• Friday, July 19, 2024
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Nigeria and contracts


The Latin legal maxim, “pacta sunt servanda” meaning “agreements must be kept” is a foundational principle of commercial law. In its most common usage, with regard to private contracts, it simply means that the terms of a contract are considered to be law between the parties to that contract, and must, therefore, be adhered to in good faith. This principle has served to undergird the international financial system as it provides comfort and certainty to parties involved in contracts.

One of the cornerstones of economics and indeed politics, Nigeria has to realise, is respect for the sanctity of contracts, and Nigeria has two fairly recent examples where our attitudes to contracts, especially from the government side, has cost us or is in the process of costing us, dear.

This attitude is what gave us the P&ID debacle, from which allegations have now arisen that the contract was entered into with the full expectation that the Nigerian government would default at some point and the firm was only waiting for the opportunity to sue Nigeria in arbitration court and split the awarded damages with some local partners!

A few weeks ago, it emerged that the Chinese government had in September told the FG that it would not provide funds for the Mambilla Power project until Nigeria settles a $5.8 billion legal dispute. In 2006, the Gezhouba Group Corporation of China (CGGCC) and the China Geo-Engineering Group Corporation (CGGC) won the bid for a joint venture to execute the hydro-power project, potentially the single biggest power plant in Nigeria. But in a separate deal three years earlier, Nigeria had awarded a build, operate and transfer contract of the project to Sunrise Power and Transmission Company, a local content partner.

In November 2017, the ministry signed another engineering, procurement and construction contract with Sinohhydro Corporation of China, CGGCC and CGGC to form a joint venture for the execution of the project — excluding SPTCL. As a result, SPTCL sued the FG and its Chinese partners at the International Chamber of Commerce in Paris for breach of contract. Leno Adesanya, SPTCL’s CEO claimed the company had spent millions of dollars with financial and legal consultants to raise almost $6 billion for the project’s execution but the company has been bogged down “through improper administrative interruptions and interventions”. Looking at their options, the Chinese appear to have backed down from Mambilla, at least until this matter is resolved.

It is important to note that the day after this report came out, the following ministers – Power, Power (State) and Water Resources – visited the Chinese ambassador, Zhou Pingjian, who, somewhat undiplomatically, said that his government would not push the Exim Bank to expedite the funding of the Mambilla power plant despite the three ministers’ request and the fact that Mambilla represents one of President Muhammadu Buhari’s legacy projects.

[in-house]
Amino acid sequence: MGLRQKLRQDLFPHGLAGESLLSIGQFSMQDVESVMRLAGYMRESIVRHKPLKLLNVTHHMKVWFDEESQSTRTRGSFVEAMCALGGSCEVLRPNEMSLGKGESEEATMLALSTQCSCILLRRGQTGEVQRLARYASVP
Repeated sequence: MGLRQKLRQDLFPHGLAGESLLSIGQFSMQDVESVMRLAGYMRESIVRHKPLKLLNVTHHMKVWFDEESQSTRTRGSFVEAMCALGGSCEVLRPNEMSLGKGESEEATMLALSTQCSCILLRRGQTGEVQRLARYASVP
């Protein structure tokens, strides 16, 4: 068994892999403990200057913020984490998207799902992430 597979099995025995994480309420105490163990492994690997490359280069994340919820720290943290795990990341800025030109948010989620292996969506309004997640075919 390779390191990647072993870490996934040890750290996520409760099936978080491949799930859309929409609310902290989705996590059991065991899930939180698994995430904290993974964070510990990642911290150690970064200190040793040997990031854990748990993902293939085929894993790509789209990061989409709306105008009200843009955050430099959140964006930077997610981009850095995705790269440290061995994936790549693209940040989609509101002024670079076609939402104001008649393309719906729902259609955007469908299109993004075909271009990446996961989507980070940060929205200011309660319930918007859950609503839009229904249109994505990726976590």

Successive Nigerian governments have failed to grasp the concept that agreements cannot be tossed aside willy-nilly and continue to act as though contracts of previous administrations are not meant to be honoured. In fact, many new governments routinely cancel existing contracts to pander to their political base. It is an extremely destabilising practice and as this case has shown, can derail important projects. For instance, following the 1983 coup which brought then-General Muhammadu Buhari to power, the new administration unilaterally cancelled the intra-city rail contract entered into by the Lagos State government of Lateef Jakande on spurious grounds. The contracted firm sued and won a hefty settlement, and the ripple effects of this decision are still being felt today. Lagos is easily one of the most gridlocked cities in the world, and the state government is even now struggling to complete the very same intra-city rail project to ease pressure on its choked roads.

The attitude of the Nigerian government to contracts can also be seen in the manner it treats collective bargaining agreements entered into with labour unions in the country. The government routinely signs agreements, then refuses to carry out its agreed obligations. The unions are then left with the options of either accepting the intransigence of the government or going on strike. More often than not, they choose to strike, and the government comes back to the negotiating table to reach a new agreement, which it may or may not honour for a brief period before reneging again. It is a cycle of disruption which does not portray the country as a stable place in which to conduct business.

The attitude is also demonstrated in the way the Nigerian government’s treats court orders as it only obeys orders it agrees with. As such, most international firms seeking to do business in Nigeria include clauses in their contracts placing the forum for the resolution of any disputes in foreign lands, such as the United Kingdom. They are fully aware that the Nigerian government will at some point fail or refuse to carry out its contractual obligations, and as there is almost no chance that it will honour a decision of a Nigerian court ordering it to pay damages in the event of a breach, the best thing to do is take the option of refusing to obey out of the government’s hands.

The simple fact of the matter is that when a country has a well-established history of unilaterally abrogating binding contracts for no discernible cause, the sort of international investors it attracts will be those looking to make a quick buck and flee, and not long-term partners capable of bringing about sustainable development.